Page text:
Starting with the observed Fourier moduli |F|
_{obs} one constructs complex Fourier coefficients using random phases Φ_{aléa.}
However, these phases have to follow Friedel law (phase antisymmetry) in order to obtain a real value density
ρ at the next step.Then one computes the inverse Fourier transform of these coefficients: the obtained function ρ is of course consistent with the experiment (since it is based on the observed moduli) but due to the use of random phases this function can have areas of negative values, a situation that is not a physical solution for the problem. To overcome this unphysical state, one modifies simply the density function ρ by converting each negative value in its opposite (one flips the density). In practive, for convergence reasons one uses a small positive threshold : the density above this level is kept unchanged, all value below it is reversed. Then one computes the Fourier coefficients G of this modified density function g, from which one extract phases Φ _{G} that are used in comination with observed moduli |F|_{obs}in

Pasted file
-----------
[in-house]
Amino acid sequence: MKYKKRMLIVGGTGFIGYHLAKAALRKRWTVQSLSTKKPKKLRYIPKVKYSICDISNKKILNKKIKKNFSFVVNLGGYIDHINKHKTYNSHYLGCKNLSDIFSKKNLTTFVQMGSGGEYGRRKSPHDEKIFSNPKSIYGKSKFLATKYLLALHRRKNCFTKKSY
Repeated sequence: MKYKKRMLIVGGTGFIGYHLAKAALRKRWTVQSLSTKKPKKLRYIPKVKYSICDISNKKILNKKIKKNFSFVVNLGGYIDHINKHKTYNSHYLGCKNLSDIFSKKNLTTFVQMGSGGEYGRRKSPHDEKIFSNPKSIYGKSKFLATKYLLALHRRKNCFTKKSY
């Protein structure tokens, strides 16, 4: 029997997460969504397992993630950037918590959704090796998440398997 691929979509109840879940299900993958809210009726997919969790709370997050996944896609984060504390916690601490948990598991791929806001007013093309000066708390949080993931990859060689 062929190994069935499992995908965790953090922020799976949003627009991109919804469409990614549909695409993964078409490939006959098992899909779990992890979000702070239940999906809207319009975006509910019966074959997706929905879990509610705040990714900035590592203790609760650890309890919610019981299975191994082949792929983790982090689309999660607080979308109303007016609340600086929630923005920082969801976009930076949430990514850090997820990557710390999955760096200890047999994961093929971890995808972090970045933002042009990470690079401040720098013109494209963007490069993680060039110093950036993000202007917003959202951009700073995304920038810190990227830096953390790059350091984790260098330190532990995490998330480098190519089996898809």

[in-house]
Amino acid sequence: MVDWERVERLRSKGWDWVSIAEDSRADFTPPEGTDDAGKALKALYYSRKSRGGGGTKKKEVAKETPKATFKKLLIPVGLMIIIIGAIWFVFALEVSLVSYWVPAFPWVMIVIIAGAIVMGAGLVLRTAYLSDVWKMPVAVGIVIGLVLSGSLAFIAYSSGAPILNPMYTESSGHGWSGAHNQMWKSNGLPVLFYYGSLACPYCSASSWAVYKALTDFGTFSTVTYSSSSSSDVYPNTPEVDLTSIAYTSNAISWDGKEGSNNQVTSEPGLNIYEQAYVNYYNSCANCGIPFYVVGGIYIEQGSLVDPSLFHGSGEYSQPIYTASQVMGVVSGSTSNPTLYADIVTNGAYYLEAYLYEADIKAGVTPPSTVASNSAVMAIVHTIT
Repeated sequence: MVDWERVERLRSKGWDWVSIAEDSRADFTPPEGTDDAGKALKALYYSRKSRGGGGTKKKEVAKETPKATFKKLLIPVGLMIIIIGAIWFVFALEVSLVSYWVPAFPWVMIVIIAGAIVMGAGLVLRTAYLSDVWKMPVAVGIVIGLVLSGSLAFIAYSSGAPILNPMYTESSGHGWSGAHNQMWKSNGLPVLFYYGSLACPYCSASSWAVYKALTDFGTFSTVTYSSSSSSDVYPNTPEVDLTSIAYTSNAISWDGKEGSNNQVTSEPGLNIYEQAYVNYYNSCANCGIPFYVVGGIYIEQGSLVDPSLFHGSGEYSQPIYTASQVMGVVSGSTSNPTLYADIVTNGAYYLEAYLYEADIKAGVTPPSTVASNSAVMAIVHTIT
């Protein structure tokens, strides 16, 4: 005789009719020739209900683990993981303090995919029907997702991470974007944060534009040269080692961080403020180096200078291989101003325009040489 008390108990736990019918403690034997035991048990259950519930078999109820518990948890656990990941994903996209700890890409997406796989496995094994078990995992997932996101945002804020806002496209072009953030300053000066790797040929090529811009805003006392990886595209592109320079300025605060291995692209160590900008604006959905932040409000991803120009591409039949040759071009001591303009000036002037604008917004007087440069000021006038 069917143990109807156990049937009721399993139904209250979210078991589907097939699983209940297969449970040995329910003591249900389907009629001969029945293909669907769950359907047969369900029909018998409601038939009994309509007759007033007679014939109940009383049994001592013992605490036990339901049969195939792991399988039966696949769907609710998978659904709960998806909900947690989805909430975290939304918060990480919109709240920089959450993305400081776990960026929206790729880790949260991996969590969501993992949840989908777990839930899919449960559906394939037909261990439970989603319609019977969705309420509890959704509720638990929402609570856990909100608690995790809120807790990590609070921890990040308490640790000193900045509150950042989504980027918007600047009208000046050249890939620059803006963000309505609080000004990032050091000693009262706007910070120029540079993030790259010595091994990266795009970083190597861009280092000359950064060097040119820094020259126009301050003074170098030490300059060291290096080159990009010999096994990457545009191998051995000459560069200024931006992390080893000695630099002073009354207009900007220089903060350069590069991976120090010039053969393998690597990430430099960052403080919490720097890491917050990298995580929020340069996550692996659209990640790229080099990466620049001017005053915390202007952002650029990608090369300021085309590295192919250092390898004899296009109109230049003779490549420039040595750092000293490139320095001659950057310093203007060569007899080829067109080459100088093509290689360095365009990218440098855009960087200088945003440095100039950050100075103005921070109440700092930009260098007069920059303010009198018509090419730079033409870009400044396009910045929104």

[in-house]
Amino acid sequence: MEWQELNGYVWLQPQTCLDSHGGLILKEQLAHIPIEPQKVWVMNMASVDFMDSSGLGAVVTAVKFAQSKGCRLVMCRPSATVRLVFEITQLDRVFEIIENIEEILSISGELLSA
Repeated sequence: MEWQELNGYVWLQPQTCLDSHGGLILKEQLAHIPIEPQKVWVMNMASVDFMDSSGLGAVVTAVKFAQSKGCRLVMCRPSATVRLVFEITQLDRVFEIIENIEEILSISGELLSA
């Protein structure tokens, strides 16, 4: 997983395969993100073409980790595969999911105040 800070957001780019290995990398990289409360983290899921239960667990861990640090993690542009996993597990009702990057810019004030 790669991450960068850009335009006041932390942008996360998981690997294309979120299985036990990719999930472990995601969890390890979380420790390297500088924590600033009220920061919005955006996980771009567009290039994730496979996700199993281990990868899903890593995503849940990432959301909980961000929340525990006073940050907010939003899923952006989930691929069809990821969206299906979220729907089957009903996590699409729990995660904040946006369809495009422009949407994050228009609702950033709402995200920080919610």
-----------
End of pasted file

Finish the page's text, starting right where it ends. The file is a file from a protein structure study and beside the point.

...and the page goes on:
order to recompute a new density function ρ. The process is then
cyclic, and one can expect a convergence toward a physcial solution in
a limited number of iterations.To illustrate this technique one uses as object a digital image that can represent four benzene molecules C _{6}H_{6}.The phasing technique consists then to use only the moduli of the Fourier coefficients of this image in order to reconstruct the object (i.e. find back the lost phases).
On simple applies the procedure
described above using 100 cycles, recording the reconstruct
density at the end of each cycle (see the movie benzene.avi
318Ko). One can observe that at the end of these 100 cycles the
recosntructed image is very similar to the original object, a
similarity that is absolutely not present in the first cycles. In this
particular example ~60 cycles are required before one can recognize the
expected object:
One can see also that the
reconstructed image is shifted compared to the original object: this